the file DBUS-API.


       The server will exit with a non-zero exit status only when a critical
       error is encountered.


           To start the configured checker (see the section called
           “CHECKING”), the server uses /bin/sh, which in turn uses PATH to
           search for matching commands if an absolute path is not given. See


       Use the --configdir option to change where mandos looks for its
       configurations files. The default file names are listed here.

           Server-global settings. See mandos.conf(5) for details.

           List of clients and client-specific settings. See mandos-
           clients.conf(5) for details.

           The file containing the process id of the mandos process started
           last.  Note: If the /run directory does not exist,
           /var/run/ will be used instead.


           Directory where persistent state will be saved. Change this with
           the --statedir option. See also the --no-restore option.

           The Unix domain socket to where local syslog messages are sent.

           This is used to start the configured checker command for each
           client. See mandos-clients.conf(5) for details.


       This server might, on especially fatal errors, emit a Python backtrace.
       This could be considered a feature.

       There is no fine-grained control over logging and debug output.

       This server does not check the expire time of clients’ OpenPGP keys.


       Normal invocation needs no options:


       Run the server in debug mode, read configuration files from the
       ~/mandos directory, and use the Zeroconf service name “Test” to not
       collide with any other official Mandos server on this host:

       mandos --debug --configdir ~/mandos --servicename Test

       Run the server normally, but only listen to one interface and only on
       the link-local address on that interface:

       mandos --interface eth7 --address fe80::aede:48ff:fe71:f6f2


       Running this mandos server program should not in itself present any
       security risk to the host computer running it. The program switches to
       a non-root user soon after startup.

       The server only gives out its stored data to clients which does have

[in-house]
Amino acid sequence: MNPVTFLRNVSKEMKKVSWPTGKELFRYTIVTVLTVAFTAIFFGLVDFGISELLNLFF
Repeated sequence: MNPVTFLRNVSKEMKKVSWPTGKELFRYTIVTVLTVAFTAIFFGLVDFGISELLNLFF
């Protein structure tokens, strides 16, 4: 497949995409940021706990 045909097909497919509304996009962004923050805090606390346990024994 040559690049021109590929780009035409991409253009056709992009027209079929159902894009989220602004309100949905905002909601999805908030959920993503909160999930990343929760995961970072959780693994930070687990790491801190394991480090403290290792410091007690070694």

the OpenPGP key of the stored fingerprint. This is guaranteed by the
       fact that the client sends its OpenPGP public key in the TLS handshake;
       this ensures it to be genuine. The server computes the fingerprint of
       the key itself and looks up the fingerprint in its list of clients. The
       clients.conf file (see mandos-clients.conf(5)) must be made
       non-readable by anyone except the user starting the server (usually

       As detailed in the section called “CHECKING”, the status of all client
       computers will continually be checked and be assumed compromised if
       they are gone for too long.

       For more details on client-side security, see mandos-client(8mandos).


       intro(8mandos), mandos-clients.conf(5), mandos.conf(5), mandos-
       client(8mandos), sh(1)

           Zeroconf is the network protocol standard used by clients for
           finding this Mandos server on the local network.

           Avahi is the library this server calls to implement Zeroconf
           service announcements.

           GnuTLS is the library this server uses to implement TLS for
           communicating securely with the client, and at the same time
           confidently get the client’s public OpenPGP key.

       RFC 4291: IP Version 6 Addressing Architecture

           Section 2.2: Text Representation of Addresses

           Section IPv4-Mapped IPv6 Address

           Section 2.5.6, Link-Local IPv6 Unicast Addresses
               The clients use IPv6 link-local addresses, which are
               immediately usable since a link-local addresses is
               automatically assigned to a network interfaces when it is
               brought up.

       RFC 5246: The Transport Layer Security (TLS) Protocol Version 1.2
           TLS 1.2 is the protocol implemented by GnuTLS.

       RFC 4880: OpenPGP Message Format
           The data sent to clients is binary encrypted OpenPGP data.

       RFC 6091: Using OpenPGP Keys for Transport Layer Security (TLS)
           This is implemented by GnuTLS and used by this server so that
           OpenPGP keys can be used.


       Copyright © 2008-2015 Teddy Hogeborn, Björn Påhlsson

       This manual page is free software: you can redistribute it and/or
       modify it under the terms of the GNU General Public License as
       published by the Free Software Foundation, either version 3 of the
       License, or (at your option) any later version.

       This manual page is distributed in the hope that it will be useful, but
       WITHOUT ANY WARRANTY; without even the implied warranty of
       General Public License for more details.

       You should have received a copy of the GNU General Public License along
       with this program. If not, see


        1. Zeroconf

        2. Avahi

        3. GnuTLS